Summary: A warrior princess trained in isolation, Lara is driven by two certainties. The first is that King Aren of the Bridge Kingdom is her enemy. And the second is that she’ll be the one to bring him to his knees. The only route through a storm-ravaged world, the Bridge Kingdom enriches itself and deprives its rivals, including Lara’s homeland. So when she’s sent as a bride under the guise of peace, Lara is prepared to do whatever it takes to fracture its impenetrable defenses. And the defenses of its king. Yet as she infiltrates her new home and gains a deeper understanding of the war to possess the bridge, Lara begins to question whether she’s the hero or the villain. And as her feelings for Aren transform from frosty hostility to fierce passion, Lara must choose which kingdom she’ll save… and which kingdom she’ll destroy.
Review: After absolutely loving Jensen’s Dark Shores series, I knew I wanted to try some of her other books as well. Antonia bought me The Bridge Kingdom and its sequel for my birthday. Now that it’s cold and I’m in the mood for fantasy again, I thought it would be the perfect time for some new fantasy to love. The Bridge Kingdom follows Lara and Aren in alternating perspectives. Lara is a princess that’s been sent to marry Aren, a King, as a part of an alliance treaty that was agreed upon fifteen years ago. What Aren doesn’t know, is that for the last 10 years, Lara has been trained in every area possible so that she can spy and infiltrate his kingdom and spill its secrets to her father. But Lara is learning that she wasn’t raised in isolation in the desert just to keep others from learning things about her and her sisters, but also so that she wouldn’t know the truth of her own kingdom. She finds herself torn between the truth of Aren’s kingdom and its people and destroying them for the sake of her own people. Lara was a great main character. She’s fierce and cunning, clever and ruthless. It was really compelling to follow her indecision once she starts to really spend time with Aren and his people. When she sees their struggles and imagines what would happen if she were to fulfill her father’s plan, she’s torn between her mission and her heart. I thought that this was a really interesting inner conflict for her. Aren was also a great main character. I liked that we got his point of view alongside Lara’s. He’s a really good king and he just genuinely wants the best for his people. He worries that his choices aren’t the right ones, but he also tries new things to see how he can improve the lives of his subjects. I loved seeing him take charge and flex his authority when he needed to. But I also loved seeing his softer side, giving in when Lara is panicking on the water for example. He was a really well-developed character. The plot of the story was a little predictable, but I honestly didn’t mind that. I definitely guessed most of the things that were hinted at right from the get go. I still had a good time following the story as the chaos unfolded. I think the next book will have a lot more opportunities to surprise me with the plot. The world was interesting, but I’d like to have seen more of it. There was a lot of emphasis on the histories that these countries have, but I don’t really remember it being explained why all of these kingdoms were always at war with each other. It very well might have all just been because of the bridge. I wanted to know more about the bridge too. Was it always there? Did someone build it? I would have loved to have even heard some folklore or myths about the bridge. Overall, this was an interesting and well-told story. I really liked the main character as well as their supporting characters. I think the world was interesting enough and easy to learn about. I will definitely be continuing this series and reading Jensen’s other backlist books.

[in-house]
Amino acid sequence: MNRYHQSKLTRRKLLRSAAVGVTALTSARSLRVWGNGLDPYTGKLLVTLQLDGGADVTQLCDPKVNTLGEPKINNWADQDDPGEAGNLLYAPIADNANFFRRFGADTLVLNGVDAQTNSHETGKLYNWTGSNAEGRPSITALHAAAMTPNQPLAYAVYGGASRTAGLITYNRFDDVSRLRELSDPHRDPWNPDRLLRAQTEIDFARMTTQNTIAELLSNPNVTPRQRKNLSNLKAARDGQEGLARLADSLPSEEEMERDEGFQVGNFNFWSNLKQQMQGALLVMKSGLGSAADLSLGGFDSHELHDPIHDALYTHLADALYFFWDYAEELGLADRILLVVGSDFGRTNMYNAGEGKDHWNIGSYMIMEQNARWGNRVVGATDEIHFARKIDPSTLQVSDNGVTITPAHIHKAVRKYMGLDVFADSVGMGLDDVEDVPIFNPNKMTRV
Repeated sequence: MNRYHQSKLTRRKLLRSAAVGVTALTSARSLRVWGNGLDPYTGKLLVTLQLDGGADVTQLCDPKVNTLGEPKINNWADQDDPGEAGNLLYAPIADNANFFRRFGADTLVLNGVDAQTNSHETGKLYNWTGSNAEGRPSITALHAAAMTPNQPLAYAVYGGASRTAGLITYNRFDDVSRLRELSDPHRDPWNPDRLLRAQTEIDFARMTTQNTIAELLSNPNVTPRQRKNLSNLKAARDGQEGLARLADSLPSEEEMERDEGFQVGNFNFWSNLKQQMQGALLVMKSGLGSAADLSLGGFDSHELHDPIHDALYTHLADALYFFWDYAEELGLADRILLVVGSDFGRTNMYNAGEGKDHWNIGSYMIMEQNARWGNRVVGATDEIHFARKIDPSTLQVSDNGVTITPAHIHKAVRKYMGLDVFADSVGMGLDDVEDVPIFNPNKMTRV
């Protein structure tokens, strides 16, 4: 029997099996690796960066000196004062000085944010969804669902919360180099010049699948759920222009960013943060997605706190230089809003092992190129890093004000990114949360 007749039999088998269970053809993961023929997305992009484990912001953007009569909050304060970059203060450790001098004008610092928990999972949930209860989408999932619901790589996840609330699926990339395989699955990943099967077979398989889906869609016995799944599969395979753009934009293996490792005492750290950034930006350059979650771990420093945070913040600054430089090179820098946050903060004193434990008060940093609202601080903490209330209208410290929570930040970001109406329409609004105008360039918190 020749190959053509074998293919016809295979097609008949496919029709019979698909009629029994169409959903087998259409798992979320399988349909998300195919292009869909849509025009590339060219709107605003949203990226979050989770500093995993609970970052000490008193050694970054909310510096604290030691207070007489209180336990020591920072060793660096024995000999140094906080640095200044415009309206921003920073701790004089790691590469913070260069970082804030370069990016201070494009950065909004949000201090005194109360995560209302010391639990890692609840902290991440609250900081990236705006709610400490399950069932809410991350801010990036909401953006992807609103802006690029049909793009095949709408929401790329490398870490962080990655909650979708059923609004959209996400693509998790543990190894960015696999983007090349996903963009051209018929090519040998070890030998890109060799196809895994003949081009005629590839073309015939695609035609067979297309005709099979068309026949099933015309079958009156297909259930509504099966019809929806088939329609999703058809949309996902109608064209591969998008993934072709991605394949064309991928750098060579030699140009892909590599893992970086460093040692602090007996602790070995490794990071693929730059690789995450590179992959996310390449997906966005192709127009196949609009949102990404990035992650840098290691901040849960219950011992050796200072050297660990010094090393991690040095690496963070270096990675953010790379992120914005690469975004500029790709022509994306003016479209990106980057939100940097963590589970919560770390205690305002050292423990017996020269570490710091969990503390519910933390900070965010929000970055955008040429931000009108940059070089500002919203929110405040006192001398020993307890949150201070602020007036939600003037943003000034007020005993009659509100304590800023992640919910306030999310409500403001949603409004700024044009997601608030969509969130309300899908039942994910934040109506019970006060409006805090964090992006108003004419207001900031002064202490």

Hey, lovelies! I’ve had this post idea on my list of ideas for what feels like forever. I’m here today to finally attempt it. I’m not sure how this post will do, but I’m excited to share some of the reasons that I adore the Dark Shores series. Just as a disclaimer, I will not be sharing anything that is a spoiler. I will be talking about all three published books in the series, but nothing with spoilers.
First off, a bit about this book and series. There are currently three published books in this series. Dark Shores, Dark Skies, and Gilded Serpent. I’ve read the first two books more than once. I also was lucky enough to read all three books when they were advanced copies. These books easily became favorites by the time I finished them. I gave all three books 5 stars and I don’t foresee that changing with the fourth and final book, Scorched Earth, which is coming December 2022.